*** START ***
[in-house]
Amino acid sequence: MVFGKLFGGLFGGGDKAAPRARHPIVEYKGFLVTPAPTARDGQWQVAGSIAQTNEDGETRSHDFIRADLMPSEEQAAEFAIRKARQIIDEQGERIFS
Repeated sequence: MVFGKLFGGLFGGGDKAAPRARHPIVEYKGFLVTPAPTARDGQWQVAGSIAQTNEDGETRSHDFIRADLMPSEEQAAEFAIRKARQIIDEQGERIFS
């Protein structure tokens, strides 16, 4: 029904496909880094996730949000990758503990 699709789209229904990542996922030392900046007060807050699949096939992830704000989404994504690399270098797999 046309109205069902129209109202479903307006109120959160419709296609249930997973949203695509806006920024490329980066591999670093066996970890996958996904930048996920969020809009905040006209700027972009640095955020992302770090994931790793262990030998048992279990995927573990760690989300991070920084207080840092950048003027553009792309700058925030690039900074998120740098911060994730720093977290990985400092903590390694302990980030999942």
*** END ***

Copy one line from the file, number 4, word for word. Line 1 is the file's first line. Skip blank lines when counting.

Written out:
């Protein structure tokens, strides 16, 4: 029904496909880094996730949000990758503990 699709789209229904990542996922030392900046007060807050699949096939992830704000989404994504690399270098797999 046309109205069902129209109202479903307006109120959160419709296609249930997973949203695509806006920024490329980066591999670093066996970890996958996904930048996920969020809009905040006209700027972009640095955020992302770090994931790793262990030998048992279990995927573990760690989300991070920084207080840092950048003027553009792309700058925030690039900074998120740098911060994730720093977290990985400092903590390694302990980030999942």